Comparing this with NIXI traffic (taken from here)

Screen Shot 2015-08-11 at 12.26.29 am


Except for NIXI Mumbai, all other NIXI’s have pretty low traffic than that of BDIX alone!

Note: NIXI Chennai is somewhat standing in comparison while NIXI Delhi/Noida has very low traffic after they recently shifted to Netmagic Sector 63, Noida facility.

If we exclude random drop of traffic, then also NIXI traffic is somewhere around 35-36Gbps PAN India while we can see that in a community run IXP like BDIX that too in a relatively much smaller country like Bangladesh has a traffic of about 4.5Gbps. NIXI has been so called “supported and promoted” by Govt of India as well as strong Indian telcos but still it’s almost non-existent. Combined with this fact, even none of large Bangladeshi telcos have joined BDIX and it remains with other local competitive ISPs and content players (member list here). And even in absence of Google, Microsoft or Limelight it’s doing amazingly well. India has got around 300,340,854 as compared to 10,637,566 users in Bangladesh (as per wikipedia data). Thus even with 28x more users in India, we have barely 8x times more traffic at well funded NIXI. What a shame! 🙁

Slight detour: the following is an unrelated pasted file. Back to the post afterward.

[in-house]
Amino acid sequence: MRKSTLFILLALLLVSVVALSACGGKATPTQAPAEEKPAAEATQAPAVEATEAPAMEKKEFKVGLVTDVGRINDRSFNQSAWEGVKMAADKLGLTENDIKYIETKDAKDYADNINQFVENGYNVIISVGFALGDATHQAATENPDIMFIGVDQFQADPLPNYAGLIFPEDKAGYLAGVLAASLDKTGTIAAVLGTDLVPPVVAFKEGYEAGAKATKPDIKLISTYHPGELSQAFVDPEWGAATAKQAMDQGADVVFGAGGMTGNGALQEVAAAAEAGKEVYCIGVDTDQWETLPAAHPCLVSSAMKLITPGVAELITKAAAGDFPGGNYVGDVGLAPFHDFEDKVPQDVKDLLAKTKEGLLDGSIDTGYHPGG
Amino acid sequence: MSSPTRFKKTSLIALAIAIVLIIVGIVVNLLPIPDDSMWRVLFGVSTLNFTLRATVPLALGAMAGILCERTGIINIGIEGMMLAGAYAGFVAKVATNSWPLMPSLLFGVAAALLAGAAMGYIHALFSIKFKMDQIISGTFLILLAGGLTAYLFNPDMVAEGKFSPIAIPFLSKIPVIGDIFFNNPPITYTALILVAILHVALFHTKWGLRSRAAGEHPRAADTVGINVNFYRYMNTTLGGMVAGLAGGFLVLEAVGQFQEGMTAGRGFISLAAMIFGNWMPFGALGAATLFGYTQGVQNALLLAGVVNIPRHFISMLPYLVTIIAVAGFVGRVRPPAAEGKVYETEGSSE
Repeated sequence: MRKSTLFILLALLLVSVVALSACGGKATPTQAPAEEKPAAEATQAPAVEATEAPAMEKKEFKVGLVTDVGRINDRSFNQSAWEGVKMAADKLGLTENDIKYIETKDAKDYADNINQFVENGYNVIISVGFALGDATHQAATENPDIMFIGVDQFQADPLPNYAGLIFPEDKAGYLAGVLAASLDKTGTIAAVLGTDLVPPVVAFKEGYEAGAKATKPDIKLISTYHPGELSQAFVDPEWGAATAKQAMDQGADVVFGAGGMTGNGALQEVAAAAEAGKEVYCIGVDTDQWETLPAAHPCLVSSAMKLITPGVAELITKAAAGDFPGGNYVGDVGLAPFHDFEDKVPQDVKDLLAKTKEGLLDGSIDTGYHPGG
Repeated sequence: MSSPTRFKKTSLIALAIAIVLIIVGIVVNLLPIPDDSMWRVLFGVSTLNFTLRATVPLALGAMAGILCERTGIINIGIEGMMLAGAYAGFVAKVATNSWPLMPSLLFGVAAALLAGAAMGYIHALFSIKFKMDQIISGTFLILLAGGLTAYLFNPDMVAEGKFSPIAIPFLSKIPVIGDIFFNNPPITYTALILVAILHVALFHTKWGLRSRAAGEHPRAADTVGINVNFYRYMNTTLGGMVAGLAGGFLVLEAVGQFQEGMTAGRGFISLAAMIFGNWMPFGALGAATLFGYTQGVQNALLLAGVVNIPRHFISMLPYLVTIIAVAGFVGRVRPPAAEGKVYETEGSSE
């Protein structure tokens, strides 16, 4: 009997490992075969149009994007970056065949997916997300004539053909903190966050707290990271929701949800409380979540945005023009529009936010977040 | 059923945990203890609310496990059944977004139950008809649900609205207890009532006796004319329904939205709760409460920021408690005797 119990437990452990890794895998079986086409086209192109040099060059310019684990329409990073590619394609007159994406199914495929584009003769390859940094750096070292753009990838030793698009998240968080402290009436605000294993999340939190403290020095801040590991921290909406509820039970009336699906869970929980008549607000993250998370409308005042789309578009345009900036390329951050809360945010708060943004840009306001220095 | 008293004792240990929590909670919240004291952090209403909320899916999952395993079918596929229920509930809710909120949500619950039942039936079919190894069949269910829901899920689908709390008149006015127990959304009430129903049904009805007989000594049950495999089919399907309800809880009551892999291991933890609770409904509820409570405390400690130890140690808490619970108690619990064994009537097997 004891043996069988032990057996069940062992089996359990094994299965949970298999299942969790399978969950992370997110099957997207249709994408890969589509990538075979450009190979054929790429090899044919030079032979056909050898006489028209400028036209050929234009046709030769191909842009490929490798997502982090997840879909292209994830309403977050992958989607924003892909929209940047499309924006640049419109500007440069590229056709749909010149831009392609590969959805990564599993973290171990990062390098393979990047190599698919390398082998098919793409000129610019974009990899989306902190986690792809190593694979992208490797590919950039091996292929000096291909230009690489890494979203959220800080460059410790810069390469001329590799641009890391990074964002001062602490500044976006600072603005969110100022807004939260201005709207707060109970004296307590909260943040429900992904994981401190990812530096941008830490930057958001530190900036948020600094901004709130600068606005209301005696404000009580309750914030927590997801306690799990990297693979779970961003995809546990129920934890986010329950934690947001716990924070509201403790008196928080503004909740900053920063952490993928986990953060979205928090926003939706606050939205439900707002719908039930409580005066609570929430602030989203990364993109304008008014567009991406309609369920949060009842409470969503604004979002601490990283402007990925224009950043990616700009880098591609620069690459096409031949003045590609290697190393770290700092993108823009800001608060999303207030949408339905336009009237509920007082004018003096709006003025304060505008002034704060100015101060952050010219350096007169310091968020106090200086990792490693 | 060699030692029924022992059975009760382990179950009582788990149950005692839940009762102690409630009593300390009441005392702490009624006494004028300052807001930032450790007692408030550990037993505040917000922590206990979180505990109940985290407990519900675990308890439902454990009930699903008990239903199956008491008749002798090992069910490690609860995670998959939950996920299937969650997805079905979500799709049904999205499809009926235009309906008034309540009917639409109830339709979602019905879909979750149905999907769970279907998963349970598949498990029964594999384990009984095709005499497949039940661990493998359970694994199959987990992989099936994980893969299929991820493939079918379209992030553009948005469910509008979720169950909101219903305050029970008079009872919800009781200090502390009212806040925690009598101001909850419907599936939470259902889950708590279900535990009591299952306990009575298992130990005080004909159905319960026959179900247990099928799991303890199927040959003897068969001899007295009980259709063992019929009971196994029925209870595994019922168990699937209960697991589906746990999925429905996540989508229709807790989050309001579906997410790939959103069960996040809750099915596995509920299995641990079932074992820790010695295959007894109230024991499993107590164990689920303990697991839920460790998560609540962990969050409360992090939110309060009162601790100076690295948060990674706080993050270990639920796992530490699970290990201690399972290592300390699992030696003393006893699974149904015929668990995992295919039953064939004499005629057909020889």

One of very important part of so called “Digital India” push by Govt. of India should be a functional Internet Exchange with good policies. India’s Internet core need some serious fixes.


Cell phone towers everywhere…

Another interesting thing I found was the presence of cell phone towers just everywhere. Quite a few of them were using microwave backhaul while lot of them seemed to have local LCO fiber based backhaul.

Tower I saw a railway station…

Cell Tower at Kurla Railway Station, Mumbai


This one clearly is on fiber backhaul (notice the cables around and absence of microwave). While most of road side towers appeared to be microwave backhauled.

IMG_20150806_123329 IMG_20150806_123331



Clearly top metros are getting desperate for voice and data connectivity while limited spectrum, lack of competition in broadband and lack of IP telephony is all together killing a possible good market.


Some of immediate and important changes we need asap:

  1. Fix of NIXI/peering ecosystem in India. (Can’t stress anymore on that)
  2. Super easy terms for operating network in India including domestic bandwidth selling, use of transport services, and ofcourse International Long Distance circuits (so refered to as “ILD” in India)